Shapiro versus Mastriano. Will the Jewish Democrat become Pa.’s next governor?
2022 ElectionShapiro leads in the polls

Shapiro versus Mastriano. Will the Jewish Democrat become Pa.’s next governor?

The Jewish Exponent spent a day with both campaigns to take the pulse of the race. The reality is far more complicated than the numbers show.

Josh Shapiro talks to supporters at a canvass kickoff in Swarthmore on Oct. 8.
(Photo by Jarrad Saffren)
Josh Shapiro talks to supporters at a canvass kickoff in Swarthmore on Oct. 8. (Photo by Jarrad Saffren)

According to the polls, Josh Shapiro should win the Pennsylvania gubernatorial race.

The Jewish Democrat leads Republican opponent Doug Mastriano by an average of more than 10 points. As FiveThirtyEight’s aggregation tool shows, recent polls from Suffolk University, Emerson College and others got the same result: Shapiro is ahead by between 10 and 15 percentage points.

But “according to the polls” has become a loaded phrase in American politics in recent years. Before 2016, it usually meant what the numbers showed: a victory for the candidate who was ahead. But then in 2016, Donald Trump defied consistent deficits to stun Hillary Clinton and become president of the United States. Four years later, Trump nearly did the same thing against his Democratic challenger Joe Biden.

Perhaps the fastest-rising star in American politics right now, Florida Gov. Ron DeSantis, won his gubernatorial race in 2018 after trailing in the polls. In the most high-profile race of the 2021 election season, Virginia Republican Glenn Youngkin did the same. And in that same off-year season, in New Jersey, Republican Jack Ciattarelli nearly upset incumbent Gov. Phil Murphy. The Democrat led by double digits in the polls in late October but only won by 3.2%.

So, should Josh Shapiro trust the polls?

Probably not.

But does that mean he is going to lose in a shocking upset to a man who, as a state senator, tried to overturn Biden’s victory in Pennsylvania in 2020?

Not necessarily.

The Jewish Exponent spent a day with both campaigns to take the pulse of the race. As you should expect by now in American politics, the reality is far more complicated than the numbers show.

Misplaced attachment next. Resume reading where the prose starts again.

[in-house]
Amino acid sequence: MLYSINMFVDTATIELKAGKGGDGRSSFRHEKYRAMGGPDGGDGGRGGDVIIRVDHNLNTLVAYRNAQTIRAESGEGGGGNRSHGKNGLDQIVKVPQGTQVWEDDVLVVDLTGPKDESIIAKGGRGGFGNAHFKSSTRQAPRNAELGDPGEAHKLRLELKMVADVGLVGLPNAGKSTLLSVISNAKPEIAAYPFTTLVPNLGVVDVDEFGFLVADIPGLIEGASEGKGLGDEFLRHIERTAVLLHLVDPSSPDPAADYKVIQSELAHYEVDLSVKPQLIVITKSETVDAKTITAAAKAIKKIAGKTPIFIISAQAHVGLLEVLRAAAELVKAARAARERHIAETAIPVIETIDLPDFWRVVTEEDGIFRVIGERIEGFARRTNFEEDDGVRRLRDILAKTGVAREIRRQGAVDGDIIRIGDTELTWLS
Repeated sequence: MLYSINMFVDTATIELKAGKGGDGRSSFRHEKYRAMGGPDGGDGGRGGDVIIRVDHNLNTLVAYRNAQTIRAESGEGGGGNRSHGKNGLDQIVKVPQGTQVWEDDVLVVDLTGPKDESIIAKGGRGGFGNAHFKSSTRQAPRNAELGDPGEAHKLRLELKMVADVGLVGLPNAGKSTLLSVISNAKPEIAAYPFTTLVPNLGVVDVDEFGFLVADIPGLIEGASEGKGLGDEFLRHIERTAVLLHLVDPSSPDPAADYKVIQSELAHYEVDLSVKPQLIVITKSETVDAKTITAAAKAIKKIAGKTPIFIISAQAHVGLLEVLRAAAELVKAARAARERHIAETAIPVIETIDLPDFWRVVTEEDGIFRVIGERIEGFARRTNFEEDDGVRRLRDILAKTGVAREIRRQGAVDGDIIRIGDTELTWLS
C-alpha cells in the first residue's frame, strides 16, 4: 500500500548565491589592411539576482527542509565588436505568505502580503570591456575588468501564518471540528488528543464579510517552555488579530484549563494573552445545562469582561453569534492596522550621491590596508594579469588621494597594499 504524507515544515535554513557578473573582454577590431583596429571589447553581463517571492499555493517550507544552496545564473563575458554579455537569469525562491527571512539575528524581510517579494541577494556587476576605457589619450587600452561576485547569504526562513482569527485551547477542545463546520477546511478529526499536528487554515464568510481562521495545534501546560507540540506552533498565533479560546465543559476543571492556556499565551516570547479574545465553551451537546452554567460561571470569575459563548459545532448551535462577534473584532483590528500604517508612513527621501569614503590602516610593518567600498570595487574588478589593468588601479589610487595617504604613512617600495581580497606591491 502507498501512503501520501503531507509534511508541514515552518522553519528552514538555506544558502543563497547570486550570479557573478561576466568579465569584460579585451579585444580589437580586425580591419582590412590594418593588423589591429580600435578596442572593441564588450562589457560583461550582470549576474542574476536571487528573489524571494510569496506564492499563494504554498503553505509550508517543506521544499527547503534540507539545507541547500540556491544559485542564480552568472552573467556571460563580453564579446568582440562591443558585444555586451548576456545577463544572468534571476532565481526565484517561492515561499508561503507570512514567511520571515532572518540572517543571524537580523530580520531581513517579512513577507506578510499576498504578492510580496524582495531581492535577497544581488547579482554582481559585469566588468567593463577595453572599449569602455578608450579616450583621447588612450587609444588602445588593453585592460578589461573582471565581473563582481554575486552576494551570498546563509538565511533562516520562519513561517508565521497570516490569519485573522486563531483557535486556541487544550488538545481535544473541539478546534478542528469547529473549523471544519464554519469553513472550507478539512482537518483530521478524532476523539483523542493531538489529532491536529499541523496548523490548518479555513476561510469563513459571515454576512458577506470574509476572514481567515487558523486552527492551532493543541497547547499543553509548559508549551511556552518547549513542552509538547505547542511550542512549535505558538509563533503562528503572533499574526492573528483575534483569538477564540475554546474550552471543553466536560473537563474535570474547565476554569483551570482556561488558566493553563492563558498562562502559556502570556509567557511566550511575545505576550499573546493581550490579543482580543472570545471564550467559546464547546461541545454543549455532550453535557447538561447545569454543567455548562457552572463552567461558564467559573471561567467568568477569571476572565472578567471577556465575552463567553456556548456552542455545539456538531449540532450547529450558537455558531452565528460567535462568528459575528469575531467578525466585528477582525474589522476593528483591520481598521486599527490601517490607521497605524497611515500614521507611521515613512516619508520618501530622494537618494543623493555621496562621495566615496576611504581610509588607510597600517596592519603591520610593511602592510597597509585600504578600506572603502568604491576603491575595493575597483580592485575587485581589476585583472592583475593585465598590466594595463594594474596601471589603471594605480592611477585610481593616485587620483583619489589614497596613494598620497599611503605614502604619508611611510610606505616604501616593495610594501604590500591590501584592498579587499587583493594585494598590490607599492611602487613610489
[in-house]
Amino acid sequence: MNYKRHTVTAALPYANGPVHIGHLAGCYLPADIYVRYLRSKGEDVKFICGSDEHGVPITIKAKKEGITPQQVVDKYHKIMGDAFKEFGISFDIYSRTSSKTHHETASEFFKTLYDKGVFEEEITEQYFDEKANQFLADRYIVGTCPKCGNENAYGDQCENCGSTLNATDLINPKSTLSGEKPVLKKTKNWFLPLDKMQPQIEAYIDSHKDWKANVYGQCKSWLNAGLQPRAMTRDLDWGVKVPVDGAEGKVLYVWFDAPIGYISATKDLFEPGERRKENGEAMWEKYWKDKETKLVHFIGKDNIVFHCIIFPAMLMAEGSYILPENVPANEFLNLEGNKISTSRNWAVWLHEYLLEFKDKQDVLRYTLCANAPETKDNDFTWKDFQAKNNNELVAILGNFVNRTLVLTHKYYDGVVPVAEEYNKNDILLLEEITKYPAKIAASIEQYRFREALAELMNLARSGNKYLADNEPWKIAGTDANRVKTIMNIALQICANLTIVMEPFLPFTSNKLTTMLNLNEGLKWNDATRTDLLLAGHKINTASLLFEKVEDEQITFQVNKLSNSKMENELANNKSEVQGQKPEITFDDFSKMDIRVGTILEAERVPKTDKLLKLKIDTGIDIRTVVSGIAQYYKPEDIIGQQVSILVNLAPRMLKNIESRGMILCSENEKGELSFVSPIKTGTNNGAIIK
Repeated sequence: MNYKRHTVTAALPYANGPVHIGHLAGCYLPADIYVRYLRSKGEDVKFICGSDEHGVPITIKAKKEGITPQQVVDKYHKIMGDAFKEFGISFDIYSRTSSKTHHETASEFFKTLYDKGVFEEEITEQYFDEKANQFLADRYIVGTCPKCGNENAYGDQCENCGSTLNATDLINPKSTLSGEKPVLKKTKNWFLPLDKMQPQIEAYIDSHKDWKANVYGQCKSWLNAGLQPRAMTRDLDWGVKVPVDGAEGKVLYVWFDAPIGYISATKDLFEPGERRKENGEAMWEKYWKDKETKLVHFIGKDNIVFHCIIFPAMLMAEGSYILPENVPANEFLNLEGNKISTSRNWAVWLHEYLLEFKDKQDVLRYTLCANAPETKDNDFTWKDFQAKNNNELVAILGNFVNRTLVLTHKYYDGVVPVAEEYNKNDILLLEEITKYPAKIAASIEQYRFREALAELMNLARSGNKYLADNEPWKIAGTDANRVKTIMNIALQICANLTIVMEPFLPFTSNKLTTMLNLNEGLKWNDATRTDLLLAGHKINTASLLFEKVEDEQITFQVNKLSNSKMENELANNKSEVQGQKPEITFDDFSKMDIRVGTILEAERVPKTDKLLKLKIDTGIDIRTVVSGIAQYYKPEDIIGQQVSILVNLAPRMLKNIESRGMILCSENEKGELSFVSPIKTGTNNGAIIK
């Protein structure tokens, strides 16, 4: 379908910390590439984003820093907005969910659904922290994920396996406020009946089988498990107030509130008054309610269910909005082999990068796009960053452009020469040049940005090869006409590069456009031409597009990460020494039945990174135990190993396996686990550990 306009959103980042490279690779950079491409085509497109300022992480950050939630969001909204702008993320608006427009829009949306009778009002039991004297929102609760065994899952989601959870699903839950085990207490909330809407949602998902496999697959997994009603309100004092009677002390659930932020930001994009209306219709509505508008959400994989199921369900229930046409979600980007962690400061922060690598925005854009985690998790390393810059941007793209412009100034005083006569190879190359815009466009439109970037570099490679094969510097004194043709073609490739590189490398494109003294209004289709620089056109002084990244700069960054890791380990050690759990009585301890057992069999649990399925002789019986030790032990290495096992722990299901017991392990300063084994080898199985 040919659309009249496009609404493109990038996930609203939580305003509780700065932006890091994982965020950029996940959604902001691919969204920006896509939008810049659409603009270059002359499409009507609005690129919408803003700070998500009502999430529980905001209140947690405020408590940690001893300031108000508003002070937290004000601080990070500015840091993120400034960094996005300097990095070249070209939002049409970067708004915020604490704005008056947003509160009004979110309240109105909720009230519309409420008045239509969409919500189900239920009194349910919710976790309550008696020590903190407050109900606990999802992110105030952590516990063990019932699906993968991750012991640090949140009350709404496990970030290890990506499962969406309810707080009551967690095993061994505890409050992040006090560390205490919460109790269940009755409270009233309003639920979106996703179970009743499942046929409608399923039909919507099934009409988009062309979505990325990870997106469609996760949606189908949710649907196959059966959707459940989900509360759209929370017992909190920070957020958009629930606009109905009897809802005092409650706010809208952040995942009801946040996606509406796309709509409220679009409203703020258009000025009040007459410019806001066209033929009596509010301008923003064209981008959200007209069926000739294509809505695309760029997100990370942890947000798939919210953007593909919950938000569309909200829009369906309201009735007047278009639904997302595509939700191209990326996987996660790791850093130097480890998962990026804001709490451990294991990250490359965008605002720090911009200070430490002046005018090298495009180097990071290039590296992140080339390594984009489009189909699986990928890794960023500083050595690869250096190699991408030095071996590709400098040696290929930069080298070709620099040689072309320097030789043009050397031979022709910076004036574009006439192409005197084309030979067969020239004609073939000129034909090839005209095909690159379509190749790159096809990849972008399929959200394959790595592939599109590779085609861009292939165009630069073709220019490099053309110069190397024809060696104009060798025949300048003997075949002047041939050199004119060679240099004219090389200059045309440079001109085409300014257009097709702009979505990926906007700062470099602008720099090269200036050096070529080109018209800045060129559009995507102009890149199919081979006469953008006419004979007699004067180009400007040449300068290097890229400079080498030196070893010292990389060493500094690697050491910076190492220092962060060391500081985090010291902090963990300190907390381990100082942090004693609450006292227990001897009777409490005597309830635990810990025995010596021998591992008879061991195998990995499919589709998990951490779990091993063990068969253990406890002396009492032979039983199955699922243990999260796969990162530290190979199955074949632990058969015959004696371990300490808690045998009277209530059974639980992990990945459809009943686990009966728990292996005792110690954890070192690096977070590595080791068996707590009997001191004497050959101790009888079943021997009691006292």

Why Shapiro shouldn’t trust the polls
It’s a rainy Saturday morning in early October. Outside of a Phoenixville, Chester County fire hall, the parking lot is almost full. Stickers on the back of one car say, “Doug Mastriano Governor” and “Socialism Destroys Nations.” Another car’s front license plate reads, “One Nation Under God.”

Inside before the meet-and-greet with the Republican candidate, seats are filling up fast. They come from Chester County, the Philadelphia region’s westernmost territory, and the surrounding area.

Many say they love Trump, who endorsed Mastriano before the Republican primary; many others say that they are conservative voters supporting the Republican candidate; and still many others blame the Democrats, who hold power in the Pennsylvania governor’s mansion (Tom Wolf) and in Washington, D.C., for rising crime in communities and prices at gas stations and grocery stores.

Not a single person said they were there to see Mastriano the candidate, the man, the politician. (He’s a first-term senator in the Pennsylvania General Assembly.)

“They are screwing our state,” said Alan Walter, a Chester Springs resident, of the Democrats.

When asked in what ways Democrats were “screwing” the Keystone State, Walter laughed. But then he said, “Well, I don’t even feel safe going down to Philadelphia.”

Though they may not be drawn to Mastriano the man, supporters kept walking in, eventually filling hundreds of seats. Campaign volunteers later estimated that about 600 people attended, though the real number was probably between 300 and 500. Nonetheless, according to volunteers, the planned meet-and-greet transformed into a rally.

When Mastriano walked through the back door with his wife, Rebbie, they proceeded to a podium that was already set up. The candidate spoke for more than 30 minutes, handing the microphone off to other speakers at various points throughout his remarks.

Mastriano has been described by the mainstream media as extreme, and it’s not an unfair description.

Mastriano said three years ago that women should be charged with murder for getting abortions. He organized buses for the Jan. 6, 2021 protest against the election result that turned into a storming of the Capitol Building in D.C. Earlier in the campaign, he joined a social media site, Gab, known as a safe haven for antisemites and white nationalists. While Mastriano did not say anything antisemitic on the site, he did pay Gab and its founder, Andrew Torba, a $5,000 consulting fee.

During his speech in Chester County, the candidate doesn’t back down from any of those positions. He also brings up a right-wing media opportunist, Norristown native Jack Posobiec, who has more than a million Twitter followers, to offer rambling remarks to the crowd about how dangerous Philadelphia is these days, among other topics. (They mostly yawn and tune him out.)

At the same time, it is not any of these positions that Mastriano emphasizes in his speech. Instead, he leads with the issues that seem to be defining this campaign. He also ties them to a Democrat who is in power: his opponent, Shapiro, Pennsylvania’s attorney general.

“On his watch, crime has risen by 40%,” Mastriano said of Shapiro’s tenure as AG.

“One thousand carjackings in Philadelphia alone this year,” he continued. “Are you kidding me?”

“He’s worse than Tom Wolf,” he said later.

The crowd seemed to agree. Mastriano talked in a low monotone, so he’s hard to hear at times. But his hundreds of supporters nonetheless cheered loudly, and held up campaign signs with the slogan “Walk as Free People” and even stood in unison.

Carolyn Di’Arcangelo, a resident of East Vincent Township, said she believes abortion is “personal” and that she’s “not judging anybody.” But she also said she’s voting for Mastriano.